The petition calls for a strong-mayor form of government, which means the mayor would act as the city manager. The city also would have five elected council members, serving two-year terms.
Bockhorst said if the City of Ward Cove does eventually form, it will be an interesting development for the borough.
“It will have an effect, and not necessarily a negative effect,” he said. “At this time, I do not have any concerns about that.”
Bockhorst adds that the petitioners seem to have drafted a clean, well-thought-out petition.
“They are consulting with the Ketchikan Gateway Borough, as they should be,” he said. “And they’re planning to consult with the City of Ketchikan and also with the North Tongass Service Area Board.”
Petitioners named in the document are Trevor Shaw, who is a Ketchikan School Board member, and Jason Harris. Neither returned a call seeking comment by deadline for this story.
The petition is still in draft form, and has not yet been formally submitted to the state Local Boundary Commission. The petitioners will need to gather signatures of at least 15 percent of voters in the last election before officially submitting the petition for review.
Once that has taken place, the LBC will decide whether to move forward with an incorporation election for what would be Ketchikan’s fourth local government. The other three are the borough, the City of Ketchikan, and the City of Saxman.
State Troopers are investigating an assault in Kotlik after a pregnant victim’s baby died.
Troopers say a family member assaulted the pregnant woman and following the assault, the woman’s child was lost due to “unknown circumstances.” They’re looking whether the loss of the fetus was connected with the assault.
Troopers learned of the incident Thursday morning and responded to the village. The alleged assault took place last Monday. The investigation is still underway, according to a trooper dispatch.
Troopers say any charges, if warranted, will be send to the district attorney’s office.
As Shell’s Fennica icebreaker endured a standoff with Greenpeace protesters in Oregon last week, the company was also contending with the release of a dismal second quarter earnings report.
Shell logged quarterly earnings of $3.8 billion – nearly 40 percent lower than earnings for the same period last year. That’s actually an improvement over first quarter earnings, which were down more than 50 percent.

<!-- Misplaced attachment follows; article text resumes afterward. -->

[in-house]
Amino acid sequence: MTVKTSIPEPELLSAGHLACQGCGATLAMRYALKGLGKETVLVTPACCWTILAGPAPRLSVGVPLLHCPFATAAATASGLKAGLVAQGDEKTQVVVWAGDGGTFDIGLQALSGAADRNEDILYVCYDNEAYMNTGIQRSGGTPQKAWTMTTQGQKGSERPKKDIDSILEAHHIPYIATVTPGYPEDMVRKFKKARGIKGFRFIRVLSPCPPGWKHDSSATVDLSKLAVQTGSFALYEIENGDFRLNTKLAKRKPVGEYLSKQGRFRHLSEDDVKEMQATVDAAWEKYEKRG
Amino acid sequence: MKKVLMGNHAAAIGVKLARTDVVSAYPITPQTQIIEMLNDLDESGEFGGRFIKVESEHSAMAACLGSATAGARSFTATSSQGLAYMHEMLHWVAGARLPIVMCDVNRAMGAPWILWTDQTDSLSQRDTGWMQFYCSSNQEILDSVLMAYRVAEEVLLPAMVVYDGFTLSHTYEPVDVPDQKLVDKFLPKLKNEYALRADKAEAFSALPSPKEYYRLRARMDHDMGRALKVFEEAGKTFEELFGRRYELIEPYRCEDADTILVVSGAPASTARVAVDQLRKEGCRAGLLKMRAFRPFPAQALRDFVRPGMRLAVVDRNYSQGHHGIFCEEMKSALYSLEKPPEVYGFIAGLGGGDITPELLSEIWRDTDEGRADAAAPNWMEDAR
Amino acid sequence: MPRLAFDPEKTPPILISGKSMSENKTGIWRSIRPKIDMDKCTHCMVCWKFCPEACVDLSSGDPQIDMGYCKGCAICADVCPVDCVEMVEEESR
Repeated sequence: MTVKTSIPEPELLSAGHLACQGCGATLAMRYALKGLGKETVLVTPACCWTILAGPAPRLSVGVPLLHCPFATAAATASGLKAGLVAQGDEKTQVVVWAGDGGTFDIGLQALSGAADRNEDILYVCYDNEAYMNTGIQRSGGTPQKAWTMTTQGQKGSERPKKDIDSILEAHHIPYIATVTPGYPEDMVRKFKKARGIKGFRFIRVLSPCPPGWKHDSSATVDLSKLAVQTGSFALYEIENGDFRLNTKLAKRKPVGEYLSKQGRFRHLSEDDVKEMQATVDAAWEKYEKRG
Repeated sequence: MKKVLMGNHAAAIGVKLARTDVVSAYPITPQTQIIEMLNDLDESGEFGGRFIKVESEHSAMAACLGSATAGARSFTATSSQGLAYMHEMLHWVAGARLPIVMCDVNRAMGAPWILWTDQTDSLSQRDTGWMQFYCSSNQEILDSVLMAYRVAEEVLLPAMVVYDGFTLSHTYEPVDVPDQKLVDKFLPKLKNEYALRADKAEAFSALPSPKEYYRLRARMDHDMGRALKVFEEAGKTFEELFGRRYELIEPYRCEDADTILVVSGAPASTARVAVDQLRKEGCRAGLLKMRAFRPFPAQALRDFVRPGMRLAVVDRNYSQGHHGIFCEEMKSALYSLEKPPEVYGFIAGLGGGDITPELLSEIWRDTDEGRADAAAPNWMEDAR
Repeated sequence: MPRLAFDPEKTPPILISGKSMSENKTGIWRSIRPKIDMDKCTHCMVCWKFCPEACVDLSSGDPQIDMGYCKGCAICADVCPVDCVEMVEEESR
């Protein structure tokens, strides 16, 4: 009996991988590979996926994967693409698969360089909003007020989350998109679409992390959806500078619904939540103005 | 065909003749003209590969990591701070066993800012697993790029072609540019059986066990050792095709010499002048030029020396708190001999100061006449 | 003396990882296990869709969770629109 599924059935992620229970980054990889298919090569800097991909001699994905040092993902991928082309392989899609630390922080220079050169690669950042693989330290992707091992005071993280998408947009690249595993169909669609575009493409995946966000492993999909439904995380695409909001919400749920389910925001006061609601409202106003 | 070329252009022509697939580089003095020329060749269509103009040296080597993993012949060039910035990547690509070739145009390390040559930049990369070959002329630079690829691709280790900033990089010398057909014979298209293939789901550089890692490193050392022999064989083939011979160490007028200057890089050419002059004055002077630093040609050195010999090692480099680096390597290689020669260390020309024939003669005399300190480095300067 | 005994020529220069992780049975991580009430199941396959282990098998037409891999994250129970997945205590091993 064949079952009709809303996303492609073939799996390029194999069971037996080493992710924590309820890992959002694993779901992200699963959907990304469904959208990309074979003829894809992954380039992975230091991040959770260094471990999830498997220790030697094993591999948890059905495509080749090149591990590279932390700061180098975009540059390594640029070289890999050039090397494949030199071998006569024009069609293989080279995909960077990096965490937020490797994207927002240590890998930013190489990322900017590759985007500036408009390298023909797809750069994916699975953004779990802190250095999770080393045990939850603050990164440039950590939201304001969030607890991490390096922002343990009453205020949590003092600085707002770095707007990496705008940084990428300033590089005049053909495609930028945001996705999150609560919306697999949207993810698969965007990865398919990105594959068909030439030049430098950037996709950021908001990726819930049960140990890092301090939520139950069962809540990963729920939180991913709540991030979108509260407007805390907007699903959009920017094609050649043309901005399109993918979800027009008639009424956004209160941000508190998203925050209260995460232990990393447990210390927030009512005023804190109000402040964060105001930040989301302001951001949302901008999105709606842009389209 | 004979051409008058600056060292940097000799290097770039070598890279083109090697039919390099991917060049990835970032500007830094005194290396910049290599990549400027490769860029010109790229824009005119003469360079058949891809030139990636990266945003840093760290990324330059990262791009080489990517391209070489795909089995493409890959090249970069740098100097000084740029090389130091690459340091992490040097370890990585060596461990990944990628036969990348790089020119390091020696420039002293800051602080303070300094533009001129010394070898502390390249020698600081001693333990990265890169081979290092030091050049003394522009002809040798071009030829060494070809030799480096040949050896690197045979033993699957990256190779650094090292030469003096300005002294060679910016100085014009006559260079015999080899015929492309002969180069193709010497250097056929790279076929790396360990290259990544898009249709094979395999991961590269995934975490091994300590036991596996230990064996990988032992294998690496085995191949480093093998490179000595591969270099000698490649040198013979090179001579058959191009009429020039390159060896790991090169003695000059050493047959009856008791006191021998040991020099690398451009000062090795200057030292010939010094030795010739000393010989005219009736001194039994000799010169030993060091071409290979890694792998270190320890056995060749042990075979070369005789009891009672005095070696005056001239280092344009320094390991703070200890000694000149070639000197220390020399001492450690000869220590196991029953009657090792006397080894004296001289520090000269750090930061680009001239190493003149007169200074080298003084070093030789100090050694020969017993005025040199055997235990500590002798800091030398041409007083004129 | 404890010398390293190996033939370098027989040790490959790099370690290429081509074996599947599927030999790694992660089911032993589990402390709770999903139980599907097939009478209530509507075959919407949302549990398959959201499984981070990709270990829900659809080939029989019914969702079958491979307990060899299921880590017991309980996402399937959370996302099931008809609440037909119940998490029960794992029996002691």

The bearish report puts scrutiny on Shell’s appetite for the Arctic, where the company has invested billions in recent years.
Shell declined an interview request, but sent a statement from the company CEO Ben van Beurden’s shareholder briefing. Van Beurden says, “Alaska is a long-term play, that’s the way you have to look at it.”
Van Beurden also added that the area Shell plans to drill in the Chukchi, the Burger prospect, has the potential to be multiple times larger than the biggest fields in the U.S.’ Gulf of Mexico.
Shell is not the only oil company to see its profits slide this quarter. ConocoPhillips and ExxonMobil lost earnings at a similar rate, while Chevron fared marginally better.
Crews are sampling water and sediments this summer near the site of the old Red Devil mercury mine in the middle Kuskokwim. It’s work that comes in advance of a large clean up project.
Work has been underway for years to study how to clean up the abandoned mine. And there’s still more to learn. Mike McCrum is Project manager for the Red Devil project with BLM in Anchorage.
“We still had unanswered questions with regard to tailings that have made their way into the Kuskokwim River. We also had unanswered questions for groundwater on the mine site,” said McCrum.
Researchers are putting in monitoring wells at the site and soon will sample sediments in the Kuskokwim.
The clean up work is split into two big phases now as leaders finalize a feasibility study for cleaning up the quarter million cubic yards of tailings that have been leaking mercury, arsenic, and antimony into the Kuskokwim river for years. It’s leading up to a multi-million dollar project to stop the tailings from releasing hazardous metals.